The transition from student life to full-time employment can be a little daunting – especially for those about to embark on highly competitive career paths. A gap year can provide a little leeway, allowing some time to think and the chance to gain some relevant experience that will stand out on a resume.
In the current economic climate, the perception of a gap year as little more than an extended holiday is quickly diminishing. According to American Express, 43% of ‘gappers’ plan to use their time to earn money and gain relevant work experience.
The most important ingredient for a successful gap year is preparation. Too many variables inevitably spoil the broth, so don’t try and immediately decide on a place, project, cost and time scale. Instead, try and focus on what you hope to achieve from the time away and go from there.
For those who are sure about their choice of career, an internship is a great way to get focused experience. While typical beach-side destinations might be a little harder to come by, the quality of the experience can help ensure a job in the field.
Some of the most popular internships are those related to law, medicine, journalism and business. Each will provide the intern with a real-life experience of working in the profession and valuable contacts.
Places can be secured through independent research – this is easiest when applying to big firms such as Deloitte, KPMG and PricewaterhouseCoopers, which have established schemes.
Alternatively, apply to dedicated placement-finding companies. These are more suited for those with a desire to travel abroad. For example, business internships can be secured in cities such as Shanghai in China, Cape Town in South Africa, Madurai in India, Chisinau in Moldova, and Ulaanbaatar in Mongolia.
Those who enter into their gap year with an open mind will find plenty of avenues for inspiration. There’s a long history of entrepreneurship stemming from the sights, sounds and experiences of cross border travel.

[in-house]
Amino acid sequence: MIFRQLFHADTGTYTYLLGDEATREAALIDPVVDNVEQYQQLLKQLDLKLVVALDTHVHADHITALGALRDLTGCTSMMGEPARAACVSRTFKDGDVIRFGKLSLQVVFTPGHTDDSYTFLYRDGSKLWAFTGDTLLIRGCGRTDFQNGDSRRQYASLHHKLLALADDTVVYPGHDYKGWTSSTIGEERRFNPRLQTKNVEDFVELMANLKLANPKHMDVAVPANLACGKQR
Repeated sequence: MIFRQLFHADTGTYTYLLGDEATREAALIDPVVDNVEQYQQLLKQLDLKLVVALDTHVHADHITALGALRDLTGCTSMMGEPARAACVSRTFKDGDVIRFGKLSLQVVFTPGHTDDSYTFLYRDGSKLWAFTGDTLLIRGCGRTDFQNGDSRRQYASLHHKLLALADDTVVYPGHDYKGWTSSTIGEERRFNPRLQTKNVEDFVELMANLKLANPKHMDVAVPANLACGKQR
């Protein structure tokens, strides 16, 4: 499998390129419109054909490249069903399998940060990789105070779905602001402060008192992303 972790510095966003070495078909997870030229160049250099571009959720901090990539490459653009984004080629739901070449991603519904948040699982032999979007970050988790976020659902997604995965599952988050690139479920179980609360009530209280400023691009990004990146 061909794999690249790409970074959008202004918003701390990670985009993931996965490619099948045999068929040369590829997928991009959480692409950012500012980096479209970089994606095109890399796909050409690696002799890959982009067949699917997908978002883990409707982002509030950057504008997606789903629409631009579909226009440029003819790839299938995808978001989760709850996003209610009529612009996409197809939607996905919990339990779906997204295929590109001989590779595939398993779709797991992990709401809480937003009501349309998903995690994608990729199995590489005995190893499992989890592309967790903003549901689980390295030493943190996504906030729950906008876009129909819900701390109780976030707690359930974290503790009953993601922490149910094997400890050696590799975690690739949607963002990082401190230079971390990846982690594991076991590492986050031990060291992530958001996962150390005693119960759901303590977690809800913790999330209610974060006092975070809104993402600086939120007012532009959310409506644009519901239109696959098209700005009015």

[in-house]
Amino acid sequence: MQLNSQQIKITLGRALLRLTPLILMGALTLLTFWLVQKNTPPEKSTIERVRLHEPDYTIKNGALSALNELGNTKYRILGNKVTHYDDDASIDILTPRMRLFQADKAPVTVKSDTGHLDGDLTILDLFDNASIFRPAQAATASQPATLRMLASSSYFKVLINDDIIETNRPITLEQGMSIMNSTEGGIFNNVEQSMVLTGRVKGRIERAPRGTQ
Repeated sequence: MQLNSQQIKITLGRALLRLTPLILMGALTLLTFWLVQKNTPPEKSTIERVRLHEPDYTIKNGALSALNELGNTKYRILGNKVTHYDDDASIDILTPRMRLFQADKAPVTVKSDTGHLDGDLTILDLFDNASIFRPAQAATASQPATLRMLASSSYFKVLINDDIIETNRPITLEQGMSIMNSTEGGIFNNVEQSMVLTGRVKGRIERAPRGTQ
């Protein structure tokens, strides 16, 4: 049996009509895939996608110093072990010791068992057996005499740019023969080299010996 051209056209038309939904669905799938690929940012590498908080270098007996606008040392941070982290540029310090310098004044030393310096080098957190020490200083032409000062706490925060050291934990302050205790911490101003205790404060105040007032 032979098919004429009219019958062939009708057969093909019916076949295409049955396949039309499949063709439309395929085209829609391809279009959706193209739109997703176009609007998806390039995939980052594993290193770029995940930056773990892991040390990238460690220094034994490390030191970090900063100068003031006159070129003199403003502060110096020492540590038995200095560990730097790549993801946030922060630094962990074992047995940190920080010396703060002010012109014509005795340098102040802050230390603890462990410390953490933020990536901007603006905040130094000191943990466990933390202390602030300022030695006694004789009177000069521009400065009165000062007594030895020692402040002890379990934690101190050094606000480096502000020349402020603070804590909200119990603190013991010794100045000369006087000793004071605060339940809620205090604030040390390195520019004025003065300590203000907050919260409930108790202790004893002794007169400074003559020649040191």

Examples include the two friends who spent a year surfing around the world. The experience led them to realise that there was a lack of surfing specialists offering gap year experiences. After returning to Canada, the pair started a company that offered people the chance to qualify as a surf instructor and beach lifeguard, and carry out some voluntary work in local communities at the same time.
Another round-the-world trip was the inspiration for a renewable energy start-up. While cycling around Europe, the Middle East and Africa, two graduates decided to help safeguard the future of the planet by creating crude biodiesel from waste cooking oil, purifying it, and then selling it on to distributors for sale at pumps.
A gap year can be an ideal time to take a further course of learning. For example, getting to grips with a new language or learning how to use a particular piece of software. As well as being potentially useful in a new job, self-study shows employers that you are committed to bettering yourself.
Because internships tend to be poorly paid – if paid at all – some graduates try to find short-term opportunities in their chosen field. Maternity-leave positions are ideal, though rarely available. Dedicated recruitment agencies can sometimes help fiend temporary employment in specialist fields.
Choosing one of the many international volunteer programs is a great way to experience a new culture and become part of a community. Voluntary projects range from building work to conservation and are ideal for those who have not yet decided on their future career. Approximately 63% of HR professionals say that time spent volunteering makes a job application stand out.
To be most effective, consider what you can offer your hosts, rather than the other way round. For example, someone who’s completed a nursing degree would make a useful care volunteer, while someone with a languages degree could help with teaching.
Readers, have you ever volunteered outside of the country? How was your experience?